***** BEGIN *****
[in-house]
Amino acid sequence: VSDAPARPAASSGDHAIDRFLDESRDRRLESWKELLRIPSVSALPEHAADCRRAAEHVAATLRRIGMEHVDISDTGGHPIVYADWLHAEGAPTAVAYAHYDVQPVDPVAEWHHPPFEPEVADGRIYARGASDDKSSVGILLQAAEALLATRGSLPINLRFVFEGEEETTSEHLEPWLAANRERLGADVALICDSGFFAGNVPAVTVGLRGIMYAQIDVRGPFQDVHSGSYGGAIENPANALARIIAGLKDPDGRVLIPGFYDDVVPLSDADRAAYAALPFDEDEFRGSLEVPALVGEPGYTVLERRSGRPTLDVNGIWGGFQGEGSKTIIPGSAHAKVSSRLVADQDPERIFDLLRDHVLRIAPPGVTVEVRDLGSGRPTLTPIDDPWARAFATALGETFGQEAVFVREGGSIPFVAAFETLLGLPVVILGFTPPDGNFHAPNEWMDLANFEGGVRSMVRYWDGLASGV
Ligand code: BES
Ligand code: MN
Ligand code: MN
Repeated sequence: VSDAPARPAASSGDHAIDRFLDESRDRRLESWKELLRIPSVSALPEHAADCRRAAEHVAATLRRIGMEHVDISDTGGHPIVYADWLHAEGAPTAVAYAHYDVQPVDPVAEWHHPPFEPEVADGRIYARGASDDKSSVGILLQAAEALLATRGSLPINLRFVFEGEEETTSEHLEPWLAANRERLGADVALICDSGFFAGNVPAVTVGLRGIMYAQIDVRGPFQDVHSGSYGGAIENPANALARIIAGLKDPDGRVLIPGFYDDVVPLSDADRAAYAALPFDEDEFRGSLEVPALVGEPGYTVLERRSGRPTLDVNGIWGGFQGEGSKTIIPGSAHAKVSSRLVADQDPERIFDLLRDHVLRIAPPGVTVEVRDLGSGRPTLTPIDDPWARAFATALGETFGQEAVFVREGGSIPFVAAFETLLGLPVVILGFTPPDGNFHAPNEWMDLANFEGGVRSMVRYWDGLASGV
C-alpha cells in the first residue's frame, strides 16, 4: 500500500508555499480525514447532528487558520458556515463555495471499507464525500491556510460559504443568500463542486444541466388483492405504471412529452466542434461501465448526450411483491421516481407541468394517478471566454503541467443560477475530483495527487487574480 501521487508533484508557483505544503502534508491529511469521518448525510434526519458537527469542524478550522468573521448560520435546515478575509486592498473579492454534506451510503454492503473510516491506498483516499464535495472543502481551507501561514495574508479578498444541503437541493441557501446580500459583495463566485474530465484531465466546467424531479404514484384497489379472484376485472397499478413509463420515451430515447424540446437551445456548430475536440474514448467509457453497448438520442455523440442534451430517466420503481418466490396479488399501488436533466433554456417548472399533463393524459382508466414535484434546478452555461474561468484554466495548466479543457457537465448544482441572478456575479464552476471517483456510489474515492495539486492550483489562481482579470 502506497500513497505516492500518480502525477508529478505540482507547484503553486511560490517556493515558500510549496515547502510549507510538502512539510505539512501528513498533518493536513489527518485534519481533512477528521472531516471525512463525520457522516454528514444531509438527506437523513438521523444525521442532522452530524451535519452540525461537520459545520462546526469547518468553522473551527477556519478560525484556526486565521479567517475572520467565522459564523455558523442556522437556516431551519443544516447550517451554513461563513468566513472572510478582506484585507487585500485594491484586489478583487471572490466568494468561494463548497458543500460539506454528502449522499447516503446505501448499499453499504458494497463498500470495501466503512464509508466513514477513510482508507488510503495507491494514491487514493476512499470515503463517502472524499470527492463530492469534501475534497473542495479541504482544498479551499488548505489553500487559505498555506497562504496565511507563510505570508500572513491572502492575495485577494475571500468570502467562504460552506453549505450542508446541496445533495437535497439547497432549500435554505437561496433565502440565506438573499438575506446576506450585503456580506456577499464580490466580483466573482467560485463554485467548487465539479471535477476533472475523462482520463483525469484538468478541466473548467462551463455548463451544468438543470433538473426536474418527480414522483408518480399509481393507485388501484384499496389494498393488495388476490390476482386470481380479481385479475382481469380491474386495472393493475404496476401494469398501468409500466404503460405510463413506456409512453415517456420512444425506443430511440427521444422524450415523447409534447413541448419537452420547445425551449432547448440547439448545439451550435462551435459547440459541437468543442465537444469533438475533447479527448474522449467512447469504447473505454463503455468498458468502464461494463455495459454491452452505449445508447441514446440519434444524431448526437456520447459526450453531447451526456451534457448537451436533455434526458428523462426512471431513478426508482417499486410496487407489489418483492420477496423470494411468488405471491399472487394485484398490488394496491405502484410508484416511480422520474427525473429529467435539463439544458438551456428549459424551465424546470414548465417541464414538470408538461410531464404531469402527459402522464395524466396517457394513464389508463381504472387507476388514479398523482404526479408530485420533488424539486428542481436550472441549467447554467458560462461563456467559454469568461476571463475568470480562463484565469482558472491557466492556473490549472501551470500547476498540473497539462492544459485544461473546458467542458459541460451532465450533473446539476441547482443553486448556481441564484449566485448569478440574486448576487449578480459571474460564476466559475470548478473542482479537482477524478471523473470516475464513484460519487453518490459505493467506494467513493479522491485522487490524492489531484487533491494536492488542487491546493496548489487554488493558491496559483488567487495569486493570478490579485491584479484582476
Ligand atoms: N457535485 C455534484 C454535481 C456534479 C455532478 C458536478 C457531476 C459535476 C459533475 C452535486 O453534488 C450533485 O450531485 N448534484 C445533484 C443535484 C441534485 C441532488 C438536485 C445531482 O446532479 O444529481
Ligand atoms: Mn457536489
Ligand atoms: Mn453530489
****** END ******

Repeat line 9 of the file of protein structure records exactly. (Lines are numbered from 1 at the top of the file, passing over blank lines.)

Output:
Ligand atoms: Mn457536489